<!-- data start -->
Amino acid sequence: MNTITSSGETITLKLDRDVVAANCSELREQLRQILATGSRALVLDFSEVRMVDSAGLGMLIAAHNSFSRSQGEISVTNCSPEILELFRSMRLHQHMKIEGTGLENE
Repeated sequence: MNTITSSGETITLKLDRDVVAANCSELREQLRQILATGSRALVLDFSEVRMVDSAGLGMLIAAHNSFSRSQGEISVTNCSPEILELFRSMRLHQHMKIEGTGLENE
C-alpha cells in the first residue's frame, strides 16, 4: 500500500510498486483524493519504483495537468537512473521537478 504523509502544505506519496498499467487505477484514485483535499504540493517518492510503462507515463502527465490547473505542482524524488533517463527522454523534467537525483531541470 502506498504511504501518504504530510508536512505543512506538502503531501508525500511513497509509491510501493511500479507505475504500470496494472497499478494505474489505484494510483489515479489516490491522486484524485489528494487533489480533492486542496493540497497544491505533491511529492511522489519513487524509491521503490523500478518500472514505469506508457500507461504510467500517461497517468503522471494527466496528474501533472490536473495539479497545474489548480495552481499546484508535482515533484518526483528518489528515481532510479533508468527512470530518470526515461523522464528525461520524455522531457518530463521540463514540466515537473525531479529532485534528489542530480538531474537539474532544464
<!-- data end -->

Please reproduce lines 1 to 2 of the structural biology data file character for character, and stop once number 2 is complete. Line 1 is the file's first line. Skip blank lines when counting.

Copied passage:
Amino acid sequence: MNTITSSGETITLKLDRDVVAANCSELREQLRQILATGSRALVLDFSEVRMVDSAGLGMLIAAHNSFSRSQGEISVTNCSPEILELFRSMRLHQHMKIEGTGLENE
Repeated sequence: MNTITSSGETITLKLDRDVVAANCSELREQLRQILATGSRALVLDFSEVRMVDSAGLGMLIAAHNSFSRSQGEISVTNCSPEILELFRSMRLHQHMKIEGTGLENE